Since last year, for example, the Pyongyang streets have been covered with posters which tell about wonders of the CNC technology (in an unusual twist, the English acronym is used). CNC stands for “computer numerically controlled” technology and, to put it simply, describes computer-controlled industrial equipment.

It is remarkable that the present author heard the same slogans many decades ago, in the 1970s. Indeed, the Soviet leaders also had much hope about the CNC and worked hard to introduce it as a cure for the Soviet economy ― with the predictable lack of success.

Therefore, not much should be read from Kim Jong-il’s visit to Intel. He might dream of computer-operated giant plants, but he lives under severe political constraints, and these constraints ensure that North Korea will remain a very inhospitable environment for high technology (apart from some ultra-cool gadgetry for the chosen few, of course).

This might be changed only if the system itself will be changed, but this is clearly not what Kim wants.

Read the full story below:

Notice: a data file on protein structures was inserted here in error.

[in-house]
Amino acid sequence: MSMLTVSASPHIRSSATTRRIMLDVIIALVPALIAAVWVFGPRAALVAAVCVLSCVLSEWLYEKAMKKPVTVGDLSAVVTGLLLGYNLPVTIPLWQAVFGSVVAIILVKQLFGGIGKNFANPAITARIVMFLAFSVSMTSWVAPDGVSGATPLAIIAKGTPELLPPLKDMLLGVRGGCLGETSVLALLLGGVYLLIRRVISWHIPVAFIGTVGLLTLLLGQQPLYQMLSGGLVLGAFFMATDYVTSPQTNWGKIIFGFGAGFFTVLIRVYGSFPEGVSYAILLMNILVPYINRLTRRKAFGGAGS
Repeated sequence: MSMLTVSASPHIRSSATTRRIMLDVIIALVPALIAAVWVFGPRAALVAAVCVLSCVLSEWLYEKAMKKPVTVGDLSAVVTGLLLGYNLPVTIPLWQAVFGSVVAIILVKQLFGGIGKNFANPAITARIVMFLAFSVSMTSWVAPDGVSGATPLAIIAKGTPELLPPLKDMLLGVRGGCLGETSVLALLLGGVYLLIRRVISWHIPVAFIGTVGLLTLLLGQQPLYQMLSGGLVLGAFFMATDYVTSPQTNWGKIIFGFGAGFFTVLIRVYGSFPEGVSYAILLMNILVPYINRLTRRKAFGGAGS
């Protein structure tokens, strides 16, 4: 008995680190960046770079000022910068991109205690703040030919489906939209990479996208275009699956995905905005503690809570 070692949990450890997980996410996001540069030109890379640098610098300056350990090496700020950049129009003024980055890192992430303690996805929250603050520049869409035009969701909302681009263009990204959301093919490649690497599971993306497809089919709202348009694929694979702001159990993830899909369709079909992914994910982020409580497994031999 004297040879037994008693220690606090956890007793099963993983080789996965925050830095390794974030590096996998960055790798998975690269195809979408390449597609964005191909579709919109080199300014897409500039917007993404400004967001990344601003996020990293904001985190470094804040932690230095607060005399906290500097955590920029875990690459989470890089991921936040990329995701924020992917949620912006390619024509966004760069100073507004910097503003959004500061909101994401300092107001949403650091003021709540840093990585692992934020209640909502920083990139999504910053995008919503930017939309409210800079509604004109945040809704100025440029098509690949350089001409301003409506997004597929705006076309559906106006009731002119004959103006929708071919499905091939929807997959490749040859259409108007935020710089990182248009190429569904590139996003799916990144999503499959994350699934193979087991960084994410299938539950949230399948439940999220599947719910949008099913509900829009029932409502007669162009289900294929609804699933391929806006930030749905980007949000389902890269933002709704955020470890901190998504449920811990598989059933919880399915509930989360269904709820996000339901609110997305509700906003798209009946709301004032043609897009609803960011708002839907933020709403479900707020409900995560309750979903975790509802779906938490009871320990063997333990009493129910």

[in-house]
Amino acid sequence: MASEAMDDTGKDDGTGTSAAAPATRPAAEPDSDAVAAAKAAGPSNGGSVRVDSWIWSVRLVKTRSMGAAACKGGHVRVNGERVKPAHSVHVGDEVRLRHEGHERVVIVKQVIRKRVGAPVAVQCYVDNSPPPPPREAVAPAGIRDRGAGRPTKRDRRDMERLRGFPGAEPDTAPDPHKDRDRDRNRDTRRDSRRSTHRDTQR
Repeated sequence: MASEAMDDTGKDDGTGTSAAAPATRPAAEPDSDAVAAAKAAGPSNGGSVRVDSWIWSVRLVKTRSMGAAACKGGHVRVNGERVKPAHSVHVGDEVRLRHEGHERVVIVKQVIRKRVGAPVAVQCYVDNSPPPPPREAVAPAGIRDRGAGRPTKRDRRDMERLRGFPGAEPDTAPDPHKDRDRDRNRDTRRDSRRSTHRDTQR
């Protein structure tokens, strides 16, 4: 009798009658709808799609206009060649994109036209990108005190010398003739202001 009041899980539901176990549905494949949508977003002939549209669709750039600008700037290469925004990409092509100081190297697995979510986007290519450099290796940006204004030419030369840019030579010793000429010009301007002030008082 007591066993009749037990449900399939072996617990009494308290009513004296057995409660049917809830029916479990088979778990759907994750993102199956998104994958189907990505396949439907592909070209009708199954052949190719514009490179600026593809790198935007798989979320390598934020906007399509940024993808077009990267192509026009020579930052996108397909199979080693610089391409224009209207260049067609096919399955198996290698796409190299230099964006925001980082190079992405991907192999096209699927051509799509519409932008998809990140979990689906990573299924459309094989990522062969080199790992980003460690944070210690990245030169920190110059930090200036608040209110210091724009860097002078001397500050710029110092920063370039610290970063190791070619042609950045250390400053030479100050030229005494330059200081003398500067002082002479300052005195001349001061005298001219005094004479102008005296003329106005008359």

Waiting for a miracle
Korea Times
Andrei Lankov


3 Responses to “Waiting for an [economic] miracle”

  1. tibor gaal says:

    Thanks for this article. I totally agree with that. I also heard in the english broadcast of Voice of Korea on shortwaves that they expect a miracle from CNC-driven technologies in the machinery industrial sector.
    Unfortunatelly socialist societies are not so creative initiating patents, build know-hows based on this really wonderful tool. North Korea applies the old CNC, but, now CNC Plus is also available in the world. I think they also need technological advancement and forget old technologies.

  2. Geoff says:

    Hey, don’t forget, the DPRK has recently mastered nuclear fusion! Problems are a thing of the past.


  3. tibor gaal says:

    Yes, you are right, Sir!